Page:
“How to get on a corporate board” can be an oft-asked question, even for the most experienced executives. The board is the governing body of the corporation, and that group needs to have expertise on a wide range of topics. When a new company is forming its first board, they’re looking to cover all the bases in terms of the most crucial knowledge areas for that company. For example, a manufacturing company with complex supply chains needs at least one board member who’s knowledgeable about logistics, one who knows about international trade, and so forth.
When boards look to fill a vacant seat, they’re often looking for someone with specific skills or experience to fill a gap in their collective knowledge base. Since the board’s job is to guide and oversee the company, the members should ideally have a very high level of expertise in their field.
Because the stakes are so high, and because social cohesion is important for making progress, boards are often reluctant to gamble on unknown candidates – it’s an uphill battle unless someone on the board knows you or at least knows of you.
Board searches tend to weigh previous job titles very heavily; e.g. they’re often looking for someone with “CEO experience”. To some extent, this is understandable. It’s difficult to assess the leadership acumen of a person you’ve never met, especially when their area of expertise is outside your own. For this reason, concrete credentials like job titles tend to serve as proxies for the more nebulous concept of “board readiness.” However, this doesn’t cut both ways: while it’s reasonable to assume that a seasoned CEO is board-ready, it’s not safe to assume that someone is not board-ready just because they haven’t been a CEO.
Boards’ historical tendency to pull candidates from existing CEO, CFO or other C-level positions has been a significant impediment to diversity and inclusion in the boardroom, because women and diverse candidates, while just as likely to have the requisite skills/expertise, are less likely to have prior board experience or C-suite job titles. Thus, by overemphasizing job titles in the search process, even well-intentioned companies have inadvertently perpetuated the demographic skew towards whiteness and maleness. Today, companies are making an effort to diversify their boards, as a reaction to increased public scrutiny, but progress remains slow.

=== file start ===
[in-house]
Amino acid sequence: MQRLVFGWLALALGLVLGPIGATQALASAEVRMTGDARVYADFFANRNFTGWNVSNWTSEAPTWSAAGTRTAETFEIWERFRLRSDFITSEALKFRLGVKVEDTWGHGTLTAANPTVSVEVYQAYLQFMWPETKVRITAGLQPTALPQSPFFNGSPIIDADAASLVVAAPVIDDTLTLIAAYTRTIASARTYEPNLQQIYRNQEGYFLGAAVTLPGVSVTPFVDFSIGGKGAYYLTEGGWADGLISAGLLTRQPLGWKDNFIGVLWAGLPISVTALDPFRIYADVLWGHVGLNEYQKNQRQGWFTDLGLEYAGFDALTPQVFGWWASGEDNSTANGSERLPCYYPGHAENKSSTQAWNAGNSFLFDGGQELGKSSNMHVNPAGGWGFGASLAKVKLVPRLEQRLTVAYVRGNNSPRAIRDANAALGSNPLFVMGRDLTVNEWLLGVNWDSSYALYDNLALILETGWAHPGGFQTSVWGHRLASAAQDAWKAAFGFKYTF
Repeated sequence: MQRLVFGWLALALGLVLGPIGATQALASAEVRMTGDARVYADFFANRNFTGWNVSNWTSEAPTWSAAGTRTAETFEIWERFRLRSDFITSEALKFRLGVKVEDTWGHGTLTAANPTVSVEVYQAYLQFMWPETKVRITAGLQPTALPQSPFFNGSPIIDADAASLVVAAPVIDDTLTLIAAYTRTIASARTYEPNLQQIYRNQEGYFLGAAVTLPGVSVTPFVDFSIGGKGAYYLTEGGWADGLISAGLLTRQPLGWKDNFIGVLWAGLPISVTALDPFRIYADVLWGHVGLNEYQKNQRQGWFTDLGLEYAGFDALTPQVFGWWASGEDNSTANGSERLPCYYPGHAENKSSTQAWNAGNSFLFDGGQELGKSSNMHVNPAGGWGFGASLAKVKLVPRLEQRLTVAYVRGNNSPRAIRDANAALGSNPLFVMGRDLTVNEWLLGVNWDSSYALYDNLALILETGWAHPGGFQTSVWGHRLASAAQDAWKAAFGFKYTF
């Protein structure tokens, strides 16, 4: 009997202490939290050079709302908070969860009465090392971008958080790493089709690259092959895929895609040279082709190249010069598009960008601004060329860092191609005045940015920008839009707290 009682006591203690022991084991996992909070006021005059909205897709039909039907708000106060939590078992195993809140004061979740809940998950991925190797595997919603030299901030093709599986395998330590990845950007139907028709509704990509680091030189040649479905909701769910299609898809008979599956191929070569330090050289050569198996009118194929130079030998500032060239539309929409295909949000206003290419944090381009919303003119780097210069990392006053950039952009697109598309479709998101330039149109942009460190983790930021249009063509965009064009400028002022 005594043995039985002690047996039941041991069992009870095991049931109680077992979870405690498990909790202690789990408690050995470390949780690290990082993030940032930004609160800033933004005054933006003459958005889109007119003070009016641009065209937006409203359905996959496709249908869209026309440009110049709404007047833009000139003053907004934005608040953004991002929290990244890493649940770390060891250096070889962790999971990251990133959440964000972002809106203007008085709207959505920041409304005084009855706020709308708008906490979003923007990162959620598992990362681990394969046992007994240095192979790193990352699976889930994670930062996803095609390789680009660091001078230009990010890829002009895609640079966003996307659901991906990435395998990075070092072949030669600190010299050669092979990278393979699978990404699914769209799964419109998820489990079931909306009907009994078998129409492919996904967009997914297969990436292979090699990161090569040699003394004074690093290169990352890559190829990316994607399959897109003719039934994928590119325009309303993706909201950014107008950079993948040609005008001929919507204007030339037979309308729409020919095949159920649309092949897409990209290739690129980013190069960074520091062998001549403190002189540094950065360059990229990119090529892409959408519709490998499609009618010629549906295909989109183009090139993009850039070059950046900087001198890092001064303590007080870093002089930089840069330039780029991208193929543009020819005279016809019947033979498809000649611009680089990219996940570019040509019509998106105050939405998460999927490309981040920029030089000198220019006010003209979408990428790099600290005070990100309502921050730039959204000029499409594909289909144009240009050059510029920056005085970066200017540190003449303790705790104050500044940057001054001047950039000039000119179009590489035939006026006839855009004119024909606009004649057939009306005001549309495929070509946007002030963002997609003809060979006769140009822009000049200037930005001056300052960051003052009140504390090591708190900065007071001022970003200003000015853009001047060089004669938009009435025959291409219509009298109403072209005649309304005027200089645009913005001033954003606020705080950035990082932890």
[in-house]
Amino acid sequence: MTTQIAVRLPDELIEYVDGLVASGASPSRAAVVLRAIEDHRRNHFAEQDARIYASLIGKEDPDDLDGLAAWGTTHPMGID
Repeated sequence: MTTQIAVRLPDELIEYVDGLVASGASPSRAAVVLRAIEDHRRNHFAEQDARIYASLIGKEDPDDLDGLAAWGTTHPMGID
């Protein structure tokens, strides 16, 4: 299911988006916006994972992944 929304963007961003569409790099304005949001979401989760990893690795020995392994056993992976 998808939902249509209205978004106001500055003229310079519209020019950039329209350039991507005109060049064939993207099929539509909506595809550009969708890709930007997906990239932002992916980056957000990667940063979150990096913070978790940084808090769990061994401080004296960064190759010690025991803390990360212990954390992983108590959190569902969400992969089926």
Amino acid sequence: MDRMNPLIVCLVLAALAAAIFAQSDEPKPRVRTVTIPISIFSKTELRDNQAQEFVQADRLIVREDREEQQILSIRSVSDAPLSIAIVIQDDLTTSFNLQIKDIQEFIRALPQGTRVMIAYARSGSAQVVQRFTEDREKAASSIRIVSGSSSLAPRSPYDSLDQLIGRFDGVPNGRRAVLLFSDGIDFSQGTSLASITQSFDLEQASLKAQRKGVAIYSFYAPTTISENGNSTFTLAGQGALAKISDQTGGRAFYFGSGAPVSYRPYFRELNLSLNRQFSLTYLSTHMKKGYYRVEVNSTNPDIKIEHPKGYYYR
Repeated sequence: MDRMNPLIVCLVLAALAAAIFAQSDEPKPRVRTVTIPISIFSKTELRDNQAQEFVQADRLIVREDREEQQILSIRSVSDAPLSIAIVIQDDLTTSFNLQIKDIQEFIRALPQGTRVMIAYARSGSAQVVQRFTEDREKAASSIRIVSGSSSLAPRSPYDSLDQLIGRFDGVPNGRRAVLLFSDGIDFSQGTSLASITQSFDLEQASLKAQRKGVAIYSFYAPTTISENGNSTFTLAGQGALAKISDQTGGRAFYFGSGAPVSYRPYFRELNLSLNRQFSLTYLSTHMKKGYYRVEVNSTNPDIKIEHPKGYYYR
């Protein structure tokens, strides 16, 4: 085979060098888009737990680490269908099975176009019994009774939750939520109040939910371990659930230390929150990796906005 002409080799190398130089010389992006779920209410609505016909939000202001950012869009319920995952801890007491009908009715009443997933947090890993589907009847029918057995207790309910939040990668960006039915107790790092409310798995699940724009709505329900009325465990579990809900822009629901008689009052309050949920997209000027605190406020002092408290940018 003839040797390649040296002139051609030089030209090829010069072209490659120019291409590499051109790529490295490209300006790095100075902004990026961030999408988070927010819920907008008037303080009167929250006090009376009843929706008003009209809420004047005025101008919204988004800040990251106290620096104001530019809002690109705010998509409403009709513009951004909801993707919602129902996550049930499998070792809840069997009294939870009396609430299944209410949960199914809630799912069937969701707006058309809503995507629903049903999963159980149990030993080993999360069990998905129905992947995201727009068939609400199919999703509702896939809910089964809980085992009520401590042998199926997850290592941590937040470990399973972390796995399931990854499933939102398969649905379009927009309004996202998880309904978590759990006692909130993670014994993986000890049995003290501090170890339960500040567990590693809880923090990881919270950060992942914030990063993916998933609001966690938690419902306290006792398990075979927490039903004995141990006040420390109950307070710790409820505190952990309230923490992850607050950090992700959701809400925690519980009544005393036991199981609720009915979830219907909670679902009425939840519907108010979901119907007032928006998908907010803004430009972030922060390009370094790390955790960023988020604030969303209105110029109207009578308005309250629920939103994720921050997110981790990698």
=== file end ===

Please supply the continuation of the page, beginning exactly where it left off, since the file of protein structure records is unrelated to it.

While diversifying boards is still a challenge, boardroom diversity has increased in recent years. As of 2019, 45 percent of new Russell 3000 board seats were filled by women. Twenty-one percent of new seats in the Standard & Poor’s 500 were filled by minorities. In Silicon Valley, this trend continues, with companies in the SV 150 diversifying faster than the S&P 100. Thirty-one percent of boards said Environmental, Social and Governance (ESG) as well as Diversity, Equity and Inclusion (DEI) are among the top challenges for corporations today.
At the 2020 World Economic Forum, Goldman Sachs CEO David Solomon announced that they would no longer underwrite IPOs for companies with all-male, all-white boards. BlackRock will vote against the nominating chair of any company with zero female board members. Since 2019, the state of California has required that all public companies with headquarters in the state have at least one woman on the board.
2021 was a “watershed” year for women on corporate boards, according to a report from the Women Business Collaborative (WBC) and 50-50 Women on Boards. Last year accounted for the largest ever increase on board seats held by women in companies in the Russell 3000. According to the report, women held 27 percent of Russell 3000 board seats, up from 24 percent in 2020. Black board membership in the Russell 3000 increased by 32 percent. There is still work to be done, however: Latinas were the least represented group on boards. Latinas held just 1 percent of board memberships despite making up 10 percent of the population of the U.S.
How to get on a board of directors for the first time when you haven’t been a CxO
If your goal is to be on a board, it is never too early to prepare. The earlier in your career you start, the more likely you will be to succeed.
One important step is to ask yourself, “Do I really want to serve on a corporate board, and do I have the time?” Board members often serve for more than 10 years. Weigh the pros and cons of joining a board. Pros: increased experience, incomparable learning opportunities, a six to seven figure salary, including stock awards, and the opportunity to make or break a company. Cons: a significant time investment (six to eight meetings per year plus travel time), being on call, being legally liable in the event of malfeasance or another type of lawsuit, and ethical conflict-of-interest concerns preventing you from doing business with certain people.
The work of a board member is typically suited for those who are financially literate and think like an entrepreneur. If you have board aspirations, you could up your financial acuity by working in the finance department of your current company. Additionally, an ideal board member will have interesting and innovative ideas similar to an entrepreneur.